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Love and Parenthood

Denice Sy

The first Valentine’s Day gift I received from my husband Jacob was a Tiffany necklace he sent via courier in 2012. We were still in a long distance relationship (LDR) back then. In the years that followed, especially because we were far apart and didn’t share the same time zone until 2016, Valentine’s Day was more often about what gifts we would get for one another and love letters we’d write to each other. Last year was the first time we didn’t bother exchanging gifts, since I was confined in the hospital during Heart’s Day, recovering from my C-section delivery of our son Baby Jake.

Baby Jake will be one year and two months old on Feb. 14. Jacob and I are planning on having our Valentine’s date much earlier, so that we can spend quality time together and reserve the Valentine’s weekend for Baby Jake.

Parenthood has made us prioritize and plan our days differently, and it has strengthened our understanding of love.

Love used to be about the contentment my husband and I feel toward each other. It now leans more on giving what we can of ourselves to show Baby Jake how much we love him, and raise him, with hope, to be a thoughtful human being.

This love month, I asked four strong mothers what love means to them, how motherhood has affected their definition of love, and what they want to impart to their children about love.

Love is truly unconditional. —Jeck Maierhofer

Jeck Maierhofer, mother of four and wife of retired PBA basketball player Rick Maierhofer, shares that the verse 1 Corinthians 13:4-7 from the Bible is her primary source for what it means to love. She admits that before marriage and motherhood, she was selfish and careless. She says that “even loving my own self was difficult to do.” When she became a wife and accepted Jesus as her Lord and Savior, she learned that love involved sacrifice, as she submitted to her husband—following the Biblical definition of wifehood. Now, as a mom, she discovers that love is truly patient and unconditional. And like she does, she wants her kids to value God above all else. “I want them to know how God loves us, so that it will be easy for them to love someone or everyone around them. Everything good follows when you love God first.”

Love and Parenthood

LOVE BLOOMS Moms Jeck Maierhofer, Roxci Vergara, and Mika Umali agree that sacrifices are worth it for the people you love

Love is willing to give up anything. —Roxci Vergara

US Navy military wife and mom of two-month-old Riley, Roxci Vergara describes love as sacrifice—without asking or expecting anything in return. “After becoming a mom, I feel like I’ve now entered a new world of love: One that’s all encompassing, willing to give up anything and everything without reason, and one that feels so natural to give,” she shares. And when it comes to imparting lessons of love to her daughter, she hopes to convey that “love comes in many forms, but above all else, she should first know to love herself.”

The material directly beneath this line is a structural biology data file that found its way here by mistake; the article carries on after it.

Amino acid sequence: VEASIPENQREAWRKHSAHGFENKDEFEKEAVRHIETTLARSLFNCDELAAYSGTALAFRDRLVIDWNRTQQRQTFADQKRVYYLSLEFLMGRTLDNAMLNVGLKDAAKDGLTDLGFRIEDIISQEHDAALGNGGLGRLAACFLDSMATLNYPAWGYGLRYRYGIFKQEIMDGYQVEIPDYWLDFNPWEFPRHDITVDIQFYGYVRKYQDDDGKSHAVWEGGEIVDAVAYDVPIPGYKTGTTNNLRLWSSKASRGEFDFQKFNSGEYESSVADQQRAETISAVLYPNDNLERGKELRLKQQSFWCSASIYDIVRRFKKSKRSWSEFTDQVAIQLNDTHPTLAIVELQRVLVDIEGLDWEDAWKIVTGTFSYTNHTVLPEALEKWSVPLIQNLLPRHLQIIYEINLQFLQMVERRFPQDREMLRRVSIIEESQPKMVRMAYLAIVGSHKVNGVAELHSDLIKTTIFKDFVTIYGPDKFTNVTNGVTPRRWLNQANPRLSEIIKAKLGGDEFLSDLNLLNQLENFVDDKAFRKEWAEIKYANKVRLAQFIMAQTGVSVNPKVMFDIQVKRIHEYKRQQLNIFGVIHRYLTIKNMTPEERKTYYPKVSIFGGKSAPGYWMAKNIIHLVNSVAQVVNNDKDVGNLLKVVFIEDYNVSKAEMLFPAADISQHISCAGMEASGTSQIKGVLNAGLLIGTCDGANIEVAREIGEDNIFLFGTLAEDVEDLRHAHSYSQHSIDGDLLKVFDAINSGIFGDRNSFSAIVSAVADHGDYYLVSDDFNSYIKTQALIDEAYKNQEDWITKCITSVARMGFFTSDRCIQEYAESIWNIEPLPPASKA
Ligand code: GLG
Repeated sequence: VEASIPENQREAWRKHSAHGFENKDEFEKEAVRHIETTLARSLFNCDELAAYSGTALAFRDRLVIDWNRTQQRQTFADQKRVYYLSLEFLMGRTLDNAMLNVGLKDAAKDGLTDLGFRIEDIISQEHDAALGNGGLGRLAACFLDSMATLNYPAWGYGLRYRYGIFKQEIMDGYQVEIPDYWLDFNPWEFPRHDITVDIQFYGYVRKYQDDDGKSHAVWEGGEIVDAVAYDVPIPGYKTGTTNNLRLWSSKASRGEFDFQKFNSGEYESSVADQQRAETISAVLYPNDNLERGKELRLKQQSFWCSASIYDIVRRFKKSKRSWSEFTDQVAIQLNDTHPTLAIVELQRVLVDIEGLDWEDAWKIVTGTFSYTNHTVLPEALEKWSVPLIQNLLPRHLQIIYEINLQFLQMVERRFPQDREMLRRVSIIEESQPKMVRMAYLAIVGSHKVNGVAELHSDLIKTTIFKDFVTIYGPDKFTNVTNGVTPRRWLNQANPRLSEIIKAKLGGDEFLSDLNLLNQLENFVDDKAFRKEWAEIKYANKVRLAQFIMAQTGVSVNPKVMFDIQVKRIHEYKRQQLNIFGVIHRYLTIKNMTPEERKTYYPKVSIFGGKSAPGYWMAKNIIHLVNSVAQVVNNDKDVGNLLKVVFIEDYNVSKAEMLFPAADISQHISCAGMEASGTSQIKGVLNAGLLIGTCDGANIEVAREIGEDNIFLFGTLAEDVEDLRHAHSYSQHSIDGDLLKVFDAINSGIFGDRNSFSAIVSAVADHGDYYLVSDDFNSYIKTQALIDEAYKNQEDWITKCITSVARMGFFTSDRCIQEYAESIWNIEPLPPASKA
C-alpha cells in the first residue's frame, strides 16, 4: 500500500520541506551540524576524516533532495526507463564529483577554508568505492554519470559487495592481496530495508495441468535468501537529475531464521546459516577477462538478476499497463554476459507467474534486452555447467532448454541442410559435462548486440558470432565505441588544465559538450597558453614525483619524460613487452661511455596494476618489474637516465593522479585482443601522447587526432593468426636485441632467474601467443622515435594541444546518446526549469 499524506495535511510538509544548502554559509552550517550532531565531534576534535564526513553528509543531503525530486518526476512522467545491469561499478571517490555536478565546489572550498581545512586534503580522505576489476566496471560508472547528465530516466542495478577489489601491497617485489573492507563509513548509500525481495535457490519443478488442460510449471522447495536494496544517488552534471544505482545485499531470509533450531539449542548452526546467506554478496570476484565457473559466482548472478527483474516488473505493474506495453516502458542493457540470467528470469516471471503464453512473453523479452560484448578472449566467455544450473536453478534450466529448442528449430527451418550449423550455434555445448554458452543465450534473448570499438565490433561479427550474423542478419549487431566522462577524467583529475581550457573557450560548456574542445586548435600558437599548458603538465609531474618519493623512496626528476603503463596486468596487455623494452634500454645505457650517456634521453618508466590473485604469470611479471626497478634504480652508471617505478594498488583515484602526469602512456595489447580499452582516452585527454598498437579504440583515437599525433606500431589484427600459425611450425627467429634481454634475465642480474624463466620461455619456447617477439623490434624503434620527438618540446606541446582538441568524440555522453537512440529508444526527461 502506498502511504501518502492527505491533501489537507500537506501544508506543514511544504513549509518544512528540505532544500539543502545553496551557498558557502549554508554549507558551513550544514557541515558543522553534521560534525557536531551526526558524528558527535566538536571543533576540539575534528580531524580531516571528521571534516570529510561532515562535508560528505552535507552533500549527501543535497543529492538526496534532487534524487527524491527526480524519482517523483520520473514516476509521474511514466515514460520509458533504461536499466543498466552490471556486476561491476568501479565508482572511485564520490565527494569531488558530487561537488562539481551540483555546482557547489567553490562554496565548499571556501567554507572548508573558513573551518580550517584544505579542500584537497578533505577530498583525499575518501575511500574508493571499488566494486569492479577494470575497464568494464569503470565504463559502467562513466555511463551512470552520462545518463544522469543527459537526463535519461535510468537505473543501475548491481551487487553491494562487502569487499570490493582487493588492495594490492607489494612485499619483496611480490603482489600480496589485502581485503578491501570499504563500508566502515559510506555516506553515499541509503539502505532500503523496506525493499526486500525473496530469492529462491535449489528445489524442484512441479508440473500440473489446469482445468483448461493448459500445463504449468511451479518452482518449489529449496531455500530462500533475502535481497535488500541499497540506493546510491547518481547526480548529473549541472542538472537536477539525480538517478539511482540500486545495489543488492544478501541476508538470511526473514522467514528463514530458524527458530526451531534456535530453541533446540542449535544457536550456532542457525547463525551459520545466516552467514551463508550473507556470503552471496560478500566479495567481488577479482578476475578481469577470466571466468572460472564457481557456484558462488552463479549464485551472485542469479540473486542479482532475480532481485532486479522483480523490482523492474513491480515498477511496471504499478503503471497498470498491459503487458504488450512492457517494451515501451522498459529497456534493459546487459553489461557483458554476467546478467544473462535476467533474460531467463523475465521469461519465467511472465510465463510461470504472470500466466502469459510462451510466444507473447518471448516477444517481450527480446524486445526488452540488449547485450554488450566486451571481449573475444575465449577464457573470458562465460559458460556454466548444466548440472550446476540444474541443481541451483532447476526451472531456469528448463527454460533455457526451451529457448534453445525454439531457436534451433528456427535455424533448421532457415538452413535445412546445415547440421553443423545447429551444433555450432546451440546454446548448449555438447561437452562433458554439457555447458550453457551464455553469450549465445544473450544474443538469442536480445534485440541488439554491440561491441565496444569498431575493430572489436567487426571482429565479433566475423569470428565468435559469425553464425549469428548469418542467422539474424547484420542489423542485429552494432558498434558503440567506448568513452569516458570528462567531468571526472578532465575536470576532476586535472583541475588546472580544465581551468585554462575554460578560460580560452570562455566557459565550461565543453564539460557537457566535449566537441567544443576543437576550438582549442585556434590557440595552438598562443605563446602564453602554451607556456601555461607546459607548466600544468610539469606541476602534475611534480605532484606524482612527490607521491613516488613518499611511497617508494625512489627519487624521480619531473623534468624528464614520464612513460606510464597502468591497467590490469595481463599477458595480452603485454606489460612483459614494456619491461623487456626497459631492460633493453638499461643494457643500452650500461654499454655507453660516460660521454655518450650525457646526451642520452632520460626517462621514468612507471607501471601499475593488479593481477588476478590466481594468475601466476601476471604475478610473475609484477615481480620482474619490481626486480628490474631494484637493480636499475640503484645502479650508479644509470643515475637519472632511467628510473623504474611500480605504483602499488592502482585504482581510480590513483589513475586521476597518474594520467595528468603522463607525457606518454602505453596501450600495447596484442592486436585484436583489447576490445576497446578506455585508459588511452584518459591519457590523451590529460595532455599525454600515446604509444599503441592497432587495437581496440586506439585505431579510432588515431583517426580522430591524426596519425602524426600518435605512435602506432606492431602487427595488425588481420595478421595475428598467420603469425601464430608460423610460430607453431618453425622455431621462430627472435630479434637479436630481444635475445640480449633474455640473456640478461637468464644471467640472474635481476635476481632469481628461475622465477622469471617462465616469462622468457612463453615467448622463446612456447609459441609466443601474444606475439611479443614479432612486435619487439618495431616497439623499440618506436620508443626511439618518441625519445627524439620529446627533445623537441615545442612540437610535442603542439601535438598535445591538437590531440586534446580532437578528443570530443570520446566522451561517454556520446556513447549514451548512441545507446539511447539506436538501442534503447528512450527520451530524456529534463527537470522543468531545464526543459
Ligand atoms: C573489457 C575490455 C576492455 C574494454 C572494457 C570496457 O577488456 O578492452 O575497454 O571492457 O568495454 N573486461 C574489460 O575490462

We are made from love. —Roxci Vergara

Mika Umali has never borne a child, but she is raising two beautiful children as her own: Kolbie who she feels is a son after her own heart, and Sasha who is the daughter of her life partner. For Mika, “Love is the only real thing in this world. Everything else is only an illusion. It is found in us. It is our purpose.” Her perspective of love hasn’t changed, rather she shares, “now that I am mothering these wonderful children like my own, it has somehow deepened my understanding of unconditional love. I find myself doing things that I never thought I could even do without recognition or reward, and never regretting them.” If there’s anything about love she wants to pass on to her kids, it’s “to always remember that we are made from love.”

Particularly, she believes that we shouldn’t look elsewhere for love, but always source it from within. She ends that it is critical to first love ourselves completely before we can love another.

Chief finance officer and coowner of Petalier, Lauren Silverio is a go-getter. When it comes to running a business, she knows what she wants and works for it. But when it comes to love, she delineates the opposite. “Love will not always let you get what you want. Most of the time, love will force you to compromise and think what’s best for the other person. While it will be a challenge at first, all your sacrifices will pay off eventually.” As a wife and mother, love has taught her to sacrifice her time and be patient. It enabled her to grow as a person, as she learned to put and think of others first.

Before having Baby Jake, I cringed at the thought of motherhood. I had equated it to losing my freedom to choose, which is like losing my life. Almost one year in, I’ve experienced how motherhood has helped me love more. I could no longer afford to dwell on negativity or self pity. I learned to move forward to work toward a brighter future for Baby Jake. While I used to live for myself before, I now contemplate on how my actions would reflect on Baby Jake’s future opinion of me as his mom. This Valentine’s month, I’m grateful for the blessing of loving my son, with the presence of my husband who I love just as much.

Love can mean many things to everyone. But as parents, I guess we can all agree that love really requires sacrifice and giving up much of ourselves. What doesn’t often get shared, though, is how we are able to gain so much more. And that’s the beautiful thing about love in parenthood.

Source: Manila Bulletin

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